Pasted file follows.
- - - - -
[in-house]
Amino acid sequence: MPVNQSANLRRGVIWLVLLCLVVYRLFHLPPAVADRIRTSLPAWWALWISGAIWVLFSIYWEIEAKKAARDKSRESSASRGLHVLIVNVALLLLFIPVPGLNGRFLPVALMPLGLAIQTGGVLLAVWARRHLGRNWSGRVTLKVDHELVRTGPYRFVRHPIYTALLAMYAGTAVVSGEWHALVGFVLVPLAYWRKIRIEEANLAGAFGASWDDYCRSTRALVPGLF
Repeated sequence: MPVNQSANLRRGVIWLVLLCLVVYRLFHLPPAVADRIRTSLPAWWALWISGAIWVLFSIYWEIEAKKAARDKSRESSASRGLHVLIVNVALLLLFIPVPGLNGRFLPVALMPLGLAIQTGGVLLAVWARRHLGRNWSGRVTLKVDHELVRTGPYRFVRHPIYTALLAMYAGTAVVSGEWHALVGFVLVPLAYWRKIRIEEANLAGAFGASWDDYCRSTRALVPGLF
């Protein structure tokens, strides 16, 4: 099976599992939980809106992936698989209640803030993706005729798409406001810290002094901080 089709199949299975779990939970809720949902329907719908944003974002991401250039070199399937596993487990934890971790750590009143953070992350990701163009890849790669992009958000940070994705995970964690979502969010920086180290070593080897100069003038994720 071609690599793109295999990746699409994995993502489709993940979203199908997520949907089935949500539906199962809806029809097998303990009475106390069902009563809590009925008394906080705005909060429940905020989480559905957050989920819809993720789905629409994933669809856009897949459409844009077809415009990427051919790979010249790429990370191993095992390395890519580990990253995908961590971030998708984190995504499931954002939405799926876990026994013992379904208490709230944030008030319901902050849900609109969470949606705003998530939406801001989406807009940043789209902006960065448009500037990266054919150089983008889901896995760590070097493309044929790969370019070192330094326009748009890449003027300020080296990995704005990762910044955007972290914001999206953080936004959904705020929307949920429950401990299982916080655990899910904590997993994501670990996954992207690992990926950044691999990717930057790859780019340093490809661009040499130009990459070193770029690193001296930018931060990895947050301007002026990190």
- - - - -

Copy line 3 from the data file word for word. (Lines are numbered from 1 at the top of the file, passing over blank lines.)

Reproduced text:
Repeated sequence: MPVNQSANLRRGVIWLVLLCLVVYRLFHLPPAVADRIRTSLPAWWALWISGAIWVLFSIYWEIEAKKAARDKSRESSASRGLHVLIVNVALLLLFIPVPGLNGRFLPVALMPLGLAIQTGGVLLAVWARRHLGRNWSGRVTLKVDHELVRTGPYRFVRHPIYTALLAMYAGTAVVSGEWHALVGFVLVPLAYWRKIRIEEANLAGAFGASWDDYCRSTRALVPGLF